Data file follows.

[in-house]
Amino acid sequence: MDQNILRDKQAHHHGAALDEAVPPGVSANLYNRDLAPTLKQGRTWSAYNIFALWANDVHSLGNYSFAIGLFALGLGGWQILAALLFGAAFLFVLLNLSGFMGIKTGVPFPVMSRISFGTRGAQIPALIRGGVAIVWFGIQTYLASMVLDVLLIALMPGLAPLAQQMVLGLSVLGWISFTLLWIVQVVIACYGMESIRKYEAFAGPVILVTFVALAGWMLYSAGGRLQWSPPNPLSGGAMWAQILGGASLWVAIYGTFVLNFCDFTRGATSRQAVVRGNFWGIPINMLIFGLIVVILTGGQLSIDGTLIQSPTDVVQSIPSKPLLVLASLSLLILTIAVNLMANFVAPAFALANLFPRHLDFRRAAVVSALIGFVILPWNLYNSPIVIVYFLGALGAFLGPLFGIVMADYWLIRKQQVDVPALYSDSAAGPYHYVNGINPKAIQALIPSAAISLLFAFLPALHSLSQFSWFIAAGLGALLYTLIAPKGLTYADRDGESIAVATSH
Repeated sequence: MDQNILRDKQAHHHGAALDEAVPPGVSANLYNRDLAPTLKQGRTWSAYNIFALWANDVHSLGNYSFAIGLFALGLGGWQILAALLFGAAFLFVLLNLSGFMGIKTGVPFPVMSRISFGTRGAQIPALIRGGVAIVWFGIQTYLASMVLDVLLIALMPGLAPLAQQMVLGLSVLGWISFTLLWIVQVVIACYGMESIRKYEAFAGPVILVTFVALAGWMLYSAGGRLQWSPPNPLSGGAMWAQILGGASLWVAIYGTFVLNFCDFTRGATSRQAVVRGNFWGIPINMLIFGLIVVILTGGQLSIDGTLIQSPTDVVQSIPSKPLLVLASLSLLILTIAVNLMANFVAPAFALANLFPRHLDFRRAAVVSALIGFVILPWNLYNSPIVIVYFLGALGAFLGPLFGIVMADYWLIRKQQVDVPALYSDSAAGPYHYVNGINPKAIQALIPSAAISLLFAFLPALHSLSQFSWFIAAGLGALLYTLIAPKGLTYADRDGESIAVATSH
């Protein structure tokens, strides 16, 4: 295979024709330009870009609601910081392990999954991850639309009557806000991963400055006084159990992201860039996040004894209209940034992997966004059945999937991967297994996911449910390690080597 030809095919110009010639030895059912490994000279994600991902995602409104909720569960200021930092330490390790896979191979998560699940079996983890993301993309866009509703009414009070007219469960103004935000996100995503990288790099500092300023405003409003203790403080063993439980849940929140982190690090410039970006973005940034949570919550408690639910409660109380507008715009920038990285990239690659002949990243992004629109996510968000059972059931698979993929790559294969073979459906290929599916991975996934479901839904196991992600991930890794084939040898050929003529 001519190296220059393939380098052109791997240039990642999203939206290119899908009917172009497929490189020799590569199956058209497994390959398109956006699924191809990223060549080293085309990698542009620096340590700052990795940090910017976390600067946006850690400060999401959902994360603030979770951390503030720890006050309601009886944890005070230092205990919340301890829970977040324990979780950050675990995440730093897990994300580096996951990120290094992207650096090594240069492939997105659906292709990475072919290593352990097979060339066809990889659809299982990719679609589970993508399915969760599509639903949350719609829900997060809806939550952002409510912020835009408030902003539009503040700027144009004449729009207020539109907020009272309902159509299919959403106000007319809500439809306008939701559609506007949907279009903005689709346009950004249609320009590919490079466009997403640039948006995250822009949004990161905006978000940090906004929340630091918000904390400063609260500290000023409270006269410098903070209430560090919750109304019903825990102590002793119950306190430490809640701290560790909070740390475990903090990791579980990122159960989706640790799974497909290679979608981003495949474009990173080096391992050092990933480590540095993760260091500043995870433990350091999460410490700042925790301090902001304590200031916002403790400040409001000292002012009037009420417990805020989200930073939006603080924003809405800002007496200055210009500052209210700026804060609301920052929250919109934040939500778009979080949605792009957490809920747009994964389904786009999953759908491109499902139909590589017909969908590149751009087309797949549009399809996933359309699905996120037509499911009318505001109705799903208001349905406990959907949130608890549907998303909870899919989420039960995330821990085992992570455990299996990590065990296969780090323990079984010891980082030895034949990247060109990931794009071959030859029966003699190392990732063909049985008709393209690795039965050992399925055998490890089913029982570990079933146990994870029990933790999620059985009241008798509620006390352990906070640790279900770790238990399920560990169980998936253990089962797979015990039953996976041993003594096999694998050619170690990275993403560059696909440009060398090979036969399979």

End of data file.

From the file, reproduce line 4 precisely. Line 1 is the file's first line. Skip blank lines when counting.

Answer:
């Protein structure tokens, strides 16, 4: 295979024709330009870009609601910081392990999954991850639309009557806000991963400055006084159990992201860039996040004894209209940034992997966004059945999937991967297994996911449910390690080597 030809095919110009010639030895059912490994000279994600991902995602409104909720569960200021930092330490390790896979191979998560699940079996983890993301993309866009509703009414009070007219469960103004935000996100995503990288790099500092300023405003409003203790403080063993439980849940929140982190690090410039970006973005940034949570919550408690639910409660109380507008715009920038990285990239690659002949990243992004629109996510968000059972059931698979993929790559294969073979459906290929599916991975996934479901839904196991992600991930890794084939040898050929003529 001519190296220059393939380098052109791997240039990642999203939206290119899908009917172009497929490189020799590569199956058209497994390959398109956006699924191809990223060549080293085309990698542009620096340590700052990795940090910017976390600067946006850690400060999401959902994360603030979770951390503030720890006050309601009886944890005070230092205990919340301890829970977040324990979780950050675990995440730093897990994300580096996951990120290094992207650096090594240069492939997105659906292709990475072919290593352990097979060339066809990889659809299982990719679609589970993508399915969760599509639903949350719609829900997060809806939550952002409510912020835009408030902003539009503040700027144009004449729009207020539109907020009272309902159509299919959403106000007319809500439809306008939701559609506007949907279009903005689709346009950004249609320009590919490079466009997403640039948006995250822009949004990161905006978000940090906004929340630091918000904390400063609260500290000023409270006269410098903070209430560090919750109304019903825990102590002793119950306190430490809640701290560790909070740390475990903090990791579980990122159960989706640790799974497909290679979608981003495949474009990173080096391992050092990933480590540095993760260091500043995870433990350091999460410490700042925790301090902001304590200031916002403790400040409001000292002012009037009420417990805020989200930073939006603080924003809405800002007496200055210009500052209210700026804060609301920052929250919109934040939500778009979080949605792009957490809920747009994964389904786009999953759908491109499902139909590589017909969908590149751009087309797949549009399809996933359309699905996120037509499911009318505001109705799903208001349905406990959907949130608890549907998303909870899919989420039960995330821990085992992570455990299996990590065990296969780090323990079984010891980082030895034949990247060109990931794009071959030859029966003699190392990732063909049985008709393209690795039965050992399925055998490890089913029982570990079933146990994870029990933790999620059985009241008798509620006390352990906070640790279900770790238990399920560990169980998936253990089962797979015990039953996976041993003594096999694998050619170690990275993403560059696909440009060398090979036969399979």